Equality of Educatiollal Opportunity has been part of the public record since July, 1 96(l. The best known "finding" of the report is that quantity and quality of school inputs (facilities, curriculum, and personnel) have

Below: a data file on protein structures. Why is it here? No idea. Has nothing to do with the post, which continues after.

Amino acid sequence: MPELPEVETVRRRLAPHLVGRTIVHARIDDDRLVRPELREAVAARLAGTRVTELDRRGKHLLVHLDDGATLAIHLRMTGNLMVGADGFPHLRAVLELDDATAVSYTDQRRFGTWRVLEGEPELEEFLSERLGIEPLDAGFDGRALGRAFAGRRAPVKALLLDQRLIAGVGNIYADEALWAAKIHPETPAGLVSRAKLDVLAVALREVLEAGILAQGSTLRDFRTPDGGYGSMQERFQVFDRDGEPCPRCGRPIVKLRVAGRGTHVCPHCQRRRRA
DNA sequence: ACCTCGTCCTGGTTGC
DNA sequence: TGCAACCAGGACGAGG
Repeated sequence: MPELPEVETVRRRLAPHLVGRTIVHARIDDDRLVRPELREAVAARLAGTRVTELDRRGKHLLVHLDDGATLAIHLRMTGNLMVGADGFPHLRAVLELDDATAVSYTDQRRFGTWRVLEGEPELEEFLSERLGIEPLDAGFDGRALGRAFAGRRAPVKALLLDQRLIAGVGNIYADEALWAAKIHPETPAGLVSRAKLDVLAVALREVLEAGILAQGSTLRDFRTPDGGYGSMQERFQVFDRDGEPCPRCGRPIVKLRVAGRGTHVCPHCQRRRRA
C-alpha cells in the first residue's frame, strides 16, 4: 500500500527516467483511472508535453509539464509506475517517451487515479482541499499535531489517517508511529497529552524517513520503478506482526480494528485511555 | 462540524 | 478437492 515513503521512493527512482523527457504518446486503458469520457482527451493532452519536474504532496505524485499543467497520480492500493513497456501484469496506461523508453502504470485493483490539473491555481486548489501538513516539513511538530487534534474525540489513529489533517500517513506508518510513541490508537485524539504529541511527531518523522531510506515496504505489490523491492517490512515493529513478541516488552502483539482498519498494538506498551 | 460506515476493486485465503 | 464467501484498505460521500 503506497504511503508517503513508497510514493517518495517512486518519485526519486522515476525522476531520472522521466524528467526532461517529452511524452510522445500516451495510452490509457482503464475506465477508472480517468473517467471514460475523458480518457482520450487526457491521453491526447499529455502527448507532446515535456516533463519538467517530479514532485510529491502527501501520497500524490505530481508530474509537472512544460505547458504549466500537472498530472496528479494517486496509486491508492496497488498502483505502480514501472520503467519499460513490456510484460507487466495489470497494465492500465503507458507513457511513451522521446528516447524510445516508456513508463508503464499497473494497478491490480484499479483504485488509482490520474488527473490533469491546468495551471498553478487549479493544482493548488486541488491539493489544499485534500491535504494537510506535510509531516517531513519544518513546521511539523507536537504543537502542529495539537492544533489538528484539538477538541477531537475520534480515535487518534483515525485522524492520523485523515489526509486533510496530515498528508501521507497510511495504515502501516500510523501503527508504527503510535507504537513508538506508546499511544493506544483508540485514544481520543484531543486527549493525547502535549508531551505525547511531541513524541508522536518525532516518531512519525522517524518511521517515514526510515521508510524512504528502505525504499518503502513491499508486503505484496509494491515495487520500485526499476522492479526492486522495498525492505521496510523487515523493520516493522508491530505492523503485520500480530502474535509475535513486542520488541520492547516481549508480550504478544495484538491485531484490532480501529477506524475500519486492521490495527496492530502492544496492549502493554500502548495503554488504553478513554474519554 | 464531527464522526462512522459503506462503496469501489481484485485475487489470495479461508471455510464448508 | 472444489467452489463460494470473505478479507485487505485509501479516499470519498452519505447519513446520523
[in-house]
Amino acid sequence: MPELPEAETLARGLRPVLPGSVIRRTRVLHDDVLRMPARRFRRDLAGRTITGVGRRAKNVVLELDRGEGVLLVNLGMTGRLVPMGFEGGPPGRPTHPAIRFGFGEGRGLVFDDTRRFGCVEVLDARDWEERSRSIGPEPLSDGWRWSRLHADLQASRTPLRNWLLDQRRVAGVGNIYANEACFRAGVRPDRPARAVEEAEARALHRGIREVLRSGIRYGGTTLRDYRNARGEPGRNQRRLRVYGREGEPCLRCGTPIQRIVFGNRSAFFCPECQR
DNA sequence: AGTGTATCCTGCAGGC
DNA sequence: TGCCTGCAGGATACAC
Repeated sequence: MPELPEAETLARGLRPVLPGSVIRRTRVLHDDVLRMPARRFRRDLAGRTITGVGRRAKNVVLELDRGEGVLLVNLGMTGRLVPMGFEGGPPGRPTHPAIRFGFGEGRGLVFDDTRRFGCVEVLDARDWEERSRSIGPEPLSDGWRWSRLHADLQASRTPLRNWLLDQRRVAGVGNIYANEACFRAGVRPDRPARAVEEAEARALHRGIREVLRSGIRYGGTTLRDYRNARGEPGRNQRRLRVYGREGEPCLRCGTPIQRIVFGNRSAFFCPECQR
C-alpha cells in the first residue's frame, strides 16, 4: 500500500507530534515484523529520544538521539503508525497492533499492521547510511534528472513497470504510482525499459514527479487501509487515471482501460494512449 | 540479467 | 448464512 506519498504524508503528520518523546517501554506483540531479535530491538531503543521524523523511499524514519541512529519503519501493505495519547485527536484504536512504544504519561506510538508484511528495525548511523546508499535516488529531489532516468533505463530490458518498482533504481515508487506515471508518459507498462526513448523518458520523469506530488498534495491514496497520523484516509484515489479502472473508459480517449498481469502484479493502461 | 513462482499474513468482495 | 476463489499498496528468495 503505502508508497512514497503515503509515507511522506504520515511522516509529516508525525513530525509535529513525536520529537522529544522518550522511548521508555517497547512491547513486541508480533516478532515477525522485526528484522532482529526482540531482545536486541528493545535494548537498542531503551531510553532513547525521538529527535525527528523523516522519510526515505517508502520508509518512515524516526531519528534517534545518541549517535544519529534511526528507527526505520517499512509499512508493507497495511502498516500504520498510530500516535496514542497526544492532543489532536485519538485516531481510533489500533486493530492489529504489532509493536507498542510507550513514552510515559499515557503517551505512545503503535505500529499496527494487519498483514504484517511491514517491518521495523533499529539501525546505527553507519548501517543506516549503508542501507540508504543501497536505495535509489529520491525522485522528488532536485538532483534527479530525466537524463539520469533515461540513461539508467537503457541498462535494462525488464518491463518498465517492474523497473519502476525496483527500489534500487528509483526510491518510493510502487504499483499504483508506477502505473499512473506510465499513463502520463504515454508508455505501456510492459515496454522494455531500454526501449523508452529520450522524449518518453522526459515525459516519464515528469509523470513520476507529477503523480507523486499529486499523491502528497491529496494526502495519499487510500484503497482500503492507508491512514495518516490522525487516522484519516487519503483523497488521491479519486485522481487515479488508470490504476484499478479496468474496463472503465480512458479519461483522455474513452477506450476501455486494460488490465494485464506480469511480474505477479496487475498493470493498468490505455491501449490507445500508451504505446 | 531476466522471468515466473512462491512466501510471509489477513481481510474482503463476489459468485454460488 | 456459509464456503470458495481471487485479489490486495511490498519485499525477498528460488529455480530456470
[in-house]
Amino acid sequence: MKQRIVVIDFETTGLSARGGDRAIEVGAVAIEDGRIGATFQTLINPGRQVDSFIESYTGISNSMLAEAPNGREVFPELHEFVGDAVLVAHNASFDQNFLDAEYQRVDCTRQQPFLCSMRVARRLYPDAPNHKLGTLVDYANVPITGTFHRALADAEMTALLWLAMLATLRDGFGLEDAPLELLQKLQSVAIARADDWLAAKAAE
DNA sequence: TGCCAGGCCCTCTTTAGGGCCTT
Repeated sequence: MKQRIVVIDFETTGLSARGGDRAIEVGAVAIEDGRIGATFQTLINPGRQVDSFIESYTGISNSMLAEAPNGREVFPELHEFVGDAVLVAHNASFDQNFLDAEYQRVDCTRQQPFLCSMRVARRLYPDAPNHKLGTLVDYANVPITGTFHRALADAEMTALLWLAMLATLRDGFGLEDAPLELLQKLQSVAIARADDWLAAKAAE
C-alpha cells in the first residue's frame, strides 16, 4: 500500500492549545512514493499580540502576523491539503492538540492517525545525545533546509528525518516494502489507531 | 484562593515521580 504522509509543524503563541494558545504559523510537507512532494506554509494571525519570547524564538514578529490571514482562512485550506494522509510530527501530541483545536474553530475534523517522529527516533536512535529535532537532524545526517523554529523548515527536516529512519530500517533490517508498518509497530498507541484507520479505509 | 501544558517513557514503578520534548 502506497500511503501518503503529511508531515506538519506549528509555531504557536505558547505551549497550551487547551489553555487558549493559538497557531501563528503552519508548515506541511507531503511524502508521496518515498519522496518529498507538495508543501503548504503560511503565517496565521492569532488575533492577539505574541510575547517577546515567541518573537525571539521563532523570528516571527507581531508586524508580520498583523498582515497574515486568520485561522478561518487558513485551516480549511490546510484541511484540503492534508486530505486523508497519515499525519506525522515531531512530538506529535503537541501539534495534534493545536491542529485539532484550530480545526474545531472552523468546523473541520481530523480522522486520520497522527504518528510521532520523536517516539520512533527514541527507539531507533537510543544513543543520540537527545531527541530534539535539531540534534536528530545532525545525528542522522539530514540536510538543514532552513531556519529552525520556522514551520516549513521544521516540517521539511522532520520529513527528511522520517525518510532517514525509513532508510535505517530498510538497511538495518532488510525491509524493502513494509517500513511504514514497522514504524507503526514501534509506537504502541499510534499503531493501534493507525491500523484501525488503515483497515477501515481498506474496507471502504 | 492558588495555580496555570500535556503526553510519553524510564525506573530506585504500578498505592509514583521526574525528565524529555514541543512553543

little or no bearing on achievement; home environment and the student's peers are what really count. Obviously, such a finding has far-reaching implications for educational policy. At the very least, it raises serious questions about the efficacy of the billions of dollars now spent on public education. Yet in our opinion, serious doubts must be raised about this and several other "findings" attributed to the Report. These doubts result both from the methods of empirical analysis and their interpretation.